Telecom Order CRTC 2019-389
Ottawa, 29 November 2019
Public record: Tariff Notice 7596
Bell Canada – Destandardization of residential two-party service
- The Commission received an application from Bell Canada, dated 17 June 2019, in which the company proposed to destandardize its residential two-party service,Footnote 1 effective 21 August 2019. Bell Canada proposed that as of that date, it would (i) cease offering residential two-party service to new customers and (ii) grandfather existing customers. According to Bell Canada, no existing residential two-party service customers would be affected by the destandardization, since the service would continue to be available to them until they either cancel it or move.
- Bell Canada indicated that two-party service uses obsolete technology and does not meet the Commission’s defined minimum standard, which is individual single-party line service for residential customers. Bell Canada submitted a copy of the notice that was sent to affected customers to advise them of the destandardization proposal.
- The Commission received comments on the application from seven customers. Bell Canada filed a reply on 27 August 2019.
- Several customers submitted that Bell Canada should not be allowed to discontinue the lower-cost two-party service, citing concerns over cost or the loss of rotary phone use. Two customers were concerned that they could lose two-party service as a result of a move or future decisions of the company, respectively, and two customers thanked the company for not discontinuing the service.
- In its reply, Bell Canada submitted that some customers may have mistakenly understood that the company would be withdrawing its current residential two-party service, which it has not proposed to do. It also indicated that customers could choose to subscribe to mobile wireless service instead of wireline service.
Commission’s analysis and determinations
- The Commission considers that Bell Canada’s application meets the requirements set out in Telecom Information Bulletin 2010-455-1, in which the Commission set out its procedures for dealing with applications to destandardize and/or withdraw tariffed services.Footnote 2 In particular, Bell Canada’s application described the service that the company proposes to destandardize, gave a proposed date and rationale for destandardizing the service, indicated the number of customers who will be affected, and provided a copy of the notice that was sent to customers.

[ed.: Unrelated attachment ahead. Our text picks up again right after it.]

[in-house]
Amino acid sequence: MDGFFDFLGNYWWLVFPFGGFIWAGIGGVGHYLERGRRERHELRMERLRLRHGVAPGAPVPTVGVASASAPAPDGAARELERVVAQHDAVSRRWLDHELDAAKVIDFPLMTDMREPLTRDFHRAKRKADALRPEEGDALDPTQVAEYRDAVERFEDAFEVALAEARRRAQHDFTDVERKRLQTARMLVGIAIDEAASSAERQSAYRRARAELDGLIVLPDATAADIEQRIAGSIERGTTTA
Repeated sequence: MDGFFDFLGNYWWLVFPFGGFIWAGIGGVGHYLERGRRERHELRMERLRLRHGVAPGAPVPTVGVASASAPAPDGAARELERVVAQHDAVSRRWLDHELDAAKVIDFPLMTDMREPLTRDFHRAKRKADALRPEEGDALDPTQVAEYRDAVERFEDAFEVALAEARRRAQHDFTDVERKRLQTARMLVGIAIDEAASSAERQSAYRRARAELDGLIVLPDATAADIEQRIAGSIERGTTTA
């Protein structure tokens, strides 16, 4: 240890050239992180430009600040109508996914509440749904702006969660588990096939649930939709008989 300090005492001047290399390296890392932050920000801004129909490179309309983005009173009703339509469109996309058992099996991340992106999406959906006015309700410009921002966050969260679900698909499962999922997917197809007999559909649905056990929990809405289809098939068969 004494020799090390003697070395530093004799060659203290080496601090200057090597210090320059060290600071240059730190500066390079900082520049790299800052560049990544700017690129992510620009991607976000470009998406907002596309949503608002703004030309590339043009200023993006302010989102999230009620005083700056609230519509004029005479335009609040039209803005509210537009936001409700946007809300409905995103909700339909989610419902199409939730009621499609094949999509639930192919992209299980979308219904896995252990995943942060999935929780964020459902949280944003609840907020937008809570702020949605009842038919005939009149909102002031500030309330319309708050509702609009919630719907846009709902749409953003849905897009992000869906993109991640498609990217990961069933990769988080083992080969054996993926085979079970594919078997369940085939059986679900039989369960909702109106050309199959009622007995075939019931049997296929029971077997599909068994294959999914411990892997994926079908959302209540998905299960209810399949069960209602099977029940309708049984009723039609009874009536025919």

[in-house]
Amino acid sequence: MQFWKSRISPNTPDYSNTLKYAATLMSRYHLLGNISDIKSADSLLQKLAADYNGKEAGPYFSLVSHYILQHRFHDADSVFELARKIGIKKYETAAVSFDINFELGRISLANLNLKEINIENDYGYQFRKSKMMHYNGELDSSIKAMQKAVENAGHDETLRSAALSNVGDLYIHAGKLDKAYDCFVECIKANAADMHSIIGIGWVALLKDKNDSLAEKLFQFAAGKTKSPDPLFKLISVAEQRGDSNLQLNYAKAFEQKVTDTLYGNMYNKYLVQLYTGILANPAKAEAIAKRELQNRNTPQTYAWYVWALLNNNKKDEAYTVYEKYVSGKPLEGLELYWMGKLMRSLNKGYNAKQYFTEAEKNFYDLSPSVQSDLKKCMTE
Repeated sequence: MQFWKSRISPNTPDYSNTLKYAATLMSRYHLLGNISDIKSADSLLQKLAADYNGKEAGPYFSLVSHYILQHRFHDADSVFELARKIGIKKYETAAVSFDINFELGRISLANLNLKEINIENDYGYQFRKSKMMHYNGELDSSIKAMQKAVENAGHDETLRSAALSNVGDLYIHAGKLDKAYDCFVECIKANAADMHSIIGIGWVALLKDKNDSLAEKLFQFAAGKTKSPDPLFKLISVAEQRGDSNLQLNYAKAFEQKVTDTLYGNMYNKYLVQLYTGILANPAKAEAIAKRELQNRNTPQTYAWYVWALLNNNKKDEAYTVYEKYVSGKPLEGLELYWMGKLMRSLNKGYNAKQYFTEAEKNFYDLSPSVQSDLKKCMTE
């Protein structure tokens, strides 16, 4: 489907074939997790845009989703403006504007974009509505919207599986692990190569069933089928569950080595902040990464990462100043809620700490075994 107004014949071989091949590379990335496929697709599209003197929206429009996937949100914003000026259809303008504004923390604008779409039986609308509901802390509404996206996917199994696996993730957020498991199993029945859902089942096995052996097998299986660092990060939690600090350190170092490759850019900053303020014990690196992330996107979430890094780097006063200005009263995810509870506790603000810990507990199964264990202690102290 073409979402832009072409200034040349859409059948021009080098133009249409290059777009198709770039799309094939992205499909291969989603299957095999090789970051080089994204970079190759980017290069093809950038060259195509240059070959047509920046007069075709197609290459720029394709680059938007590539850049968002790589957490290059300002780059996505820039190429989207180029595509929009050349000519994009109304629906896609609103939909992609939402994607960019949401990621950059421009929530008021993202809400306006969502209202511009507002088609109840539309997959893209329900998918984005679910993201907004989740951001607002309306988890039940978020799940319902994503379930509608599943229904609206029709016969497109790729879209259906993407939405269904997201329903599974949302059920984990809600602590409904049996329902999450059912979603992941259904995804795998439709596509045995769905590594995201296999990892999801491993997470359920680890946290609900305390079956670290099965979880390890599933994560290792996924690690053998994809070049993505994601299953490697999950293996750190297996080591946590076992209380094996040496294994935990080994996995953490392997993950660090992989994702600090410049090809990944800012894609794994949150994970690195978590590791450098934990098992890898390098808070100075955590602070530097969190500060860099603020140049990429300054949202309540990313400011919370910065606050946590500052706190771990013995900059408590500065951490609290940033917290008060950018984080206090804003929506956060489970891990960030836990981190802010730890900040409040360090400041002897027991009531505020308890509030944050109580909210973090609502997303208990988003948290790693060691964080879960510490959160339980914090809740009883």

- The Commission considers that Bell Canada’s proposal is reasonable, since (i) the company is not withdrawing residential two-party service for existing customers, (ii) the service in question uses obsolete technology, and (iii) the objections of some of the customers were based on their mistaken understanding that Bell Canada was proposing to discontinue its service, which it is not.
- Accordingly, the Commission approves Bell Canada’s application to destandardize residential two-party service, effective 29 November 2019.
- In accordance with the 2019 Policy Direction,Footnote 3 the Commission considers that this order, which is based on a complete record, can promote competition, affordability, consumer interests, and innovation. Specifically, the approval of this application will promote affordability and consumer interests, since it (i) allows for the retention of a low-cost alternative to individual line service for current customers, and (ii) will ensure that new customers have access to high-quality telecommunications services as a result of this service revision.
- Approval processes for tariff applications and intercarrier agreements, Telecom Information Bulletin CRTC 2010-455-1, 19 February 2016
- Mandatory customer contract renewal notification and requirements for service destandardization/withdrawal, Telecom Decision CRTC 2008-22, 6 March 2008
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